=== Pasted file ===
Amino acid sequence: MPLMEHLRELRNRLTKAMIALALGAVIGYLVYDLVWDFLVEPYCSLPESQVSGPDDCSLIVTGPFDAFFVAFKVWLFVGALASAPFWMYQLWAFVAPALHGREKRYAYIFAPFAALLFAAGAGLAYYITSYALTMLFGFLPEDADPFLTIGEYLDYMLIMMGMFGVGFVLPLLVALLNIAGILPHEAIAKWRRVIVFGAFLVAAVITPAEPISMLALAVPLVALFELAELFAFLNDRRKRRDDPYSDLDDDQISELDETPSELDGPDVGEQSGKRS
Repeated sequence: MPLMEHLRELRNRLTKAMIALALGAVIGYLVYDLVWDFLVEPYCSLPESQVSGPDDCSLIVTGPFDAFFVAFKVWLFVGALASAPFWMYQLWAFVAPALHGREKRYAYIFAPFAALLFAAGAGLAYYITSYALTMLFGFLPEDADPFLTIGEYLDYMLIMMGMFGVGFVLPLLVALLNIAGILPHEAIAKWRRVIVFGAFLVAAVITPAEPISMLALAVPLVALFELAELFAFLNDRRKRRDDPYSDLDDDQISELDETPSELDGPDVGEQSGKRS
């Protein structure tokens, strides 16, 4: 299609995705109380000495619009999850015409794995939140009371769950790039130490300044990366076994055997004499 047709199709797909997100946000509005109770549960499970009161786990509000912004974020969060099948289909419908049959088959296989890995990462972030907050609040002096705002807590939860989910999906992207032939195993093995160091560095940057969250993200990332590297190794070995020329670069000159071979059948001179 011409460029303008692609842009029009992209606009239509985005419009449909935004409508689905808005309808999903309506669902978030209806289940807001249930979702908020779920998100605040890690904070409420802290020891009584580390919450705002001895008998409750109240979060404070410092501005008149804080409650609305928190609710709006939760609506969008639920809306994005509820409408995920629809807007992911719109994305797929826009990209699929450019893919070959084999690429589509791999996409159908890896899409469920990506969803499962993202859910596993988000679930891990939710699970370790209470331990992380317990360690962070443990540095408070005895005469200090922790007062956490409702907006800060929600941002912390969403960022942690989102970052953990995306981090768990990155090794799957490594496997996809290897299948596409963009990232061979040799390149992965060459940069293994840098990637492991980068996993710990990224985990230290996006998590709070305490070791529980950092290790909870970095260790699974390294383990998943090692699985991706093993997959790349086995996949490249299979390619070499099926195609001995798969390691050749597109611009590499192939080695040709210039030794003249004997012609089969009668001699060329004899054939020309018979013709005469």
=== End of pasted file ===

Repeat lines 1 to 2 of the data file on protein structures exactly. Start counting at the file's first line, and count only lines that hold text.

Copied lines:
Amino acid sequence: MPLMEHLRELRNRLTKAMIALALGAVIGYLVYDLVWDFLVEPYCSLPESQVSGPDDCSLIVTGPFDAFFVAFKVWLFVGALASAPFWMYQLWAFVAPALHGREKRYAYIFAPFAALLFAAGAGLAYYITSYALTMLFGFLPEDADPFLTIGEYLDYMLIMMGMFGVGFVLPLLVALLNIAGILPHEAIAKWRRVIVFGAFLVAAVITPAEPISMLALAVPLVALFELAELFAFLNDRRKRRDDPYSDLDDDQISELDETPSELDGPDVGEQSGKRS
Repeated sequence: MPLMEHLRELRNRLTKAMIALALGAVIGYLVYDLVWDFLVEPYCSLPESQVSGPDDCSLIVTGPFDAFFVAFKVWLFVGALASAPFWMYQLWAFVAPALHGREKRYAYIFAPFAALLFAAGAGLAYYITSYALTMLFGFLPEDADPFLTIGEYLDYMLIMMGMFGVGFVLPLLVALLNIAGILPHEAIAKWRRVIVFGAFLVAAVITPAEPISMLALAVPLVALFELAELFAFLNDRRKRRDDPYSDLDDDQISELDETPSELDGPDVGEQSGKRS